This can be done using three different features:

  • Screenshot Testing.
  • Responsive Testing.
  • Smart Testing.

You can choose any of the above options based on your testing requirements:

Perform Screenshot Testing

Log in to the LambdaTest dashboard and follow these steps to perform screenshot testing for multiple browsers and devices:
LambdaTest dashboard

Step 1: From the left panel, go to More Tools → Screenshot.

Tools → Screenshot

Step 2: Enter the URL and select the required OS, browsers, and browser versions for the screenshot to be captured.

Step 3: Once all the necessary details are entered, click CAPTURE


Step 4: The screenshots can be downloaded as PDF or Zip and can also be shared.

screenshots can be downloaded

Check out the video tutorial below to learn how to start testing screenshots on LambdaTest.

Perform Responsive Testing

Follow these steps to perform responsive testing across devices:

Step 1: Login to the LambdaTest platform.

Step 2: Go to More tools → Responsive.


Step 3: Select the required monitor size and enter the URL.

Step 4: Select the device from the available options where the Device Name and Viewport are auto-populated when selected.

Step 5: Once all the required details are entered, click GENERATE.


LambdaTest also comes with a mobile-friendly tester tool – LT Browser. It allows developers to test the responsiveness of websites over 50+ pre-installed viewports for Mobile, Tablets, Desktops, and Laptops.

Perform Smart Testing

Follow the below steps to perform Smart Comparison Testing:

Step 1: Login to the LambdaTest platform
Step 2: Navigate to More Tools → UI Comparison
Step 3: Click on the ‘+’ button and add the baseline image from the local to compare.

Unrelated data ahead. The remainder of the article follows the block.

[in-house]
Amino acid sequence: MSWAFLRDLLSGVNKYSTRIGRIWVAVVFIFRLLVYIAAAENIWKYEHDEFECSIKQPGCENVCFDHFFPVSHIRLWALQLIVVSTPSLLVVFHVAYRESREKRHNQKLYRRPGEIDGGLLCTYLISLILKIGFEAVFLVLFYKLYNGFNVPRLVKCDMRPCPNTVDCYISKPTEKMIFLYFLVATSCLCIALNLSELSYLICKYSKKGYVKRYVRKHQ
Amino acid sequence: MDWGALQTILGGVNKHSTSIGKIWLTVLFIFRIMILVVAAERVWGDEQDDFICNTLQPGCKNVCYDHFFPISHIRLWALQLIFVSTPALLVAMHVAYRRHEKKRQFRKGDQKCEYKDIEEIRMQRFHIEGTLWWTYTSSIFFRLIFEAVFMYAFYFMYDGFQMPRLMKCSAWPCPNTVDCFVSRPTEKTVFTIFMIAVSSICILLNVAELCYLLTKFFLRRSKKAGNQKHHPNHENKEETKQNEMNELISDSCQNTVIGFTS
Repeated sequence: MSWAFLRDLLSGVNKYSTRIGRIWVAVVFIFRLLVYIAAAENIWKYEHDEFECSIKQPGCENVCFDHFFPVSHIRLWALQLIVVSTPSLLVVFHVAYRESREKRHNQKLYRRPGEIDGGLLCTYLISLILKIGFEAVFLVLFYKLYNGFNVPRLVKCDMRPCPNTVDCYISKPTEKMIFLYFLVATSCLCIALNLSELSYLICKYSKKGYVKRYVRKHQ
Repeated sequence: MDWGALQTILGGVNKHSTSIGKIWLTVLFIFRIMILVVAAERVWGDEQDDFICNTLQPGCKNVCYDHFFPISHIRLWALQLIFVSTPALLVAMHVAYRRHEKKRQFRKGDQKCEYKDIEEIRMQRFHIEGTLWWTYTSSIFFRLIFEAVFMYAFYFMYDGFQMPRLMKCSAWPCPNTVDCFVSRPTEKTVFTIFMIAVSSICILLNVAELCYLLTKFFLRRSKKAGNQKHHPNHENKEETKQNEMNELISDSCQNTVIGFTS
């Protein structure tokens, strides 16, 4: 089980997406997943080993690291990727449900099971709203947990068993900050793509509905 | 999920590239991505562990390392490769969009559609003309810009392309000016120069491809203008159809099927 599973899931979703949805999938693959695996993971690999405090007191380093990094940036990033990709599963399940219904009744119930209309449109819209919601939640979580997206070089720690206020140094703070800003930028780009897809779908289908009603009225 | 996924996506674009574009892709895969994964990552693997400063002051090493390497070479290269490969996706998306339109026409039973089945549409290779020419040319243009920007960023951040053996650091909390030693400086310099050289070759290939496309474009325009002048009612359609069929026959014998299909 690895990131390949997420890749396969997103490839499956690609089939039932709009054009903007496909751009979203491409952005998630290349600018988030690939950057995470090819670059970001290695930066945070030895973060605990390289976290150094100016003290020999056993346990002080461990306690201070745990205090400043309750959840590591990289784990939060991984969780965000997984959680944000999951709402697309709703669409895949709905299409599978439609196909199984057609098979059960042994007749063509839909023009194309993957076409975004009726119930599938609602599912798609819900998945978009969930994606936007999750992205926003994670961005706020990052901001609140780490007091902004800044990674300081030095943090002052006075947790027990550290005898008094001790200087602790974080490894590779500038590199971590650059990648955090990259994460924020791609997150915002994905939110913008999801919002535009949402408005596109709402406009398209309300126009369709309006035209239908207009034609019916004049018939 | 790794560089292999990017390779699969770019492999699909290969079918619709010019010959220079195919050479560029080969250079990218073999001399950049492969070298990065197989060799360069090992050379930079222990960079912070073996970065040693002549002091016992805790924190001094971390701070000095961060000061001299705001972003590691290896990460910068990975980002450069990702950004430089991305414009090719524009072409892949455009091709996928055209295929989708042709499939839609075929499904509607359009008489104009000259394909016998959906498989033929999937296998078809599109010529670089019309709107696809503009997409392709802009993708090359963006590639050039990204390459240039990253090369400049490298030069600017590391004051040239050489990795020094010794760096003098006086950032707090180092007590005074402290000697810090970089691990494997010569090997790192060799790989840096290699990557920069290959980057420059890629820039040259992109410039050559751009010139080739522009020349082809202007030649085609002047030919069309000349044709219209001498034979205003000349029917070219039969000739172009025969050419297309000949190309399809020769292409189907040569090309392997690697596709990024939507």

Step 4: Click on the Upload Comparison Image to upload the image you want to compare with the baseline image.
Step 5: Click Compare All.

Compare All


We discussed the different features and capabilities that Storybook has to offer in this Storybook testing tutorial. When you are working on large complex projects, you need to have reusable components that can be used again and again. This helps to save time during the development process. This is where you use the component-driven development approach.

That is why you will see Storybook being more and more utilized going forward. When you are creating and testing components in isolation, there is always an exceptional outcome delivered in every development release. Since most organizations tend to struggle when it comes to testing strategy and implementation. This implies that you must test different components using multiple browsers and operating systems. This can be challenging when you have limited resources and time constraints.

This is where a cross browser platform like LambdaTest has achieved great success in a quick time. It has completely transformed the Storybook testing requirements focusing on testing strategy and execution. You can deploy and validate your projects with minimum hassles or additional infrastructure costs.

Frequently Asked Questions (FAQs)

What is storybook UI?

Storybook is an open-source tool for creating individual UI elements and web pages. The development, testing, and documentation of UIs are all streamlined.

What is storybook used for?

Storybook is a JavaScript application that enables developers to design organized UI systems, improving the effectiveness and usability of both the documentation and the building process.

Is Storybook good for documentation?

Storybook is a UI development playground. With its comprehensive documentation and usage examples, it’s an excellent tool for aiding designers, project managers, and developers in understanding and visualizing system components.

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Irshad Ahamed

Optimistic and versatile software professional and a technical writer, who brings to table around 4 years of robust working experience in various companies. Deliver excellence at work and implement expertise and skills appropriately required whenever. Adaptive towards changing technology and upgrade necessary skills needed in profession.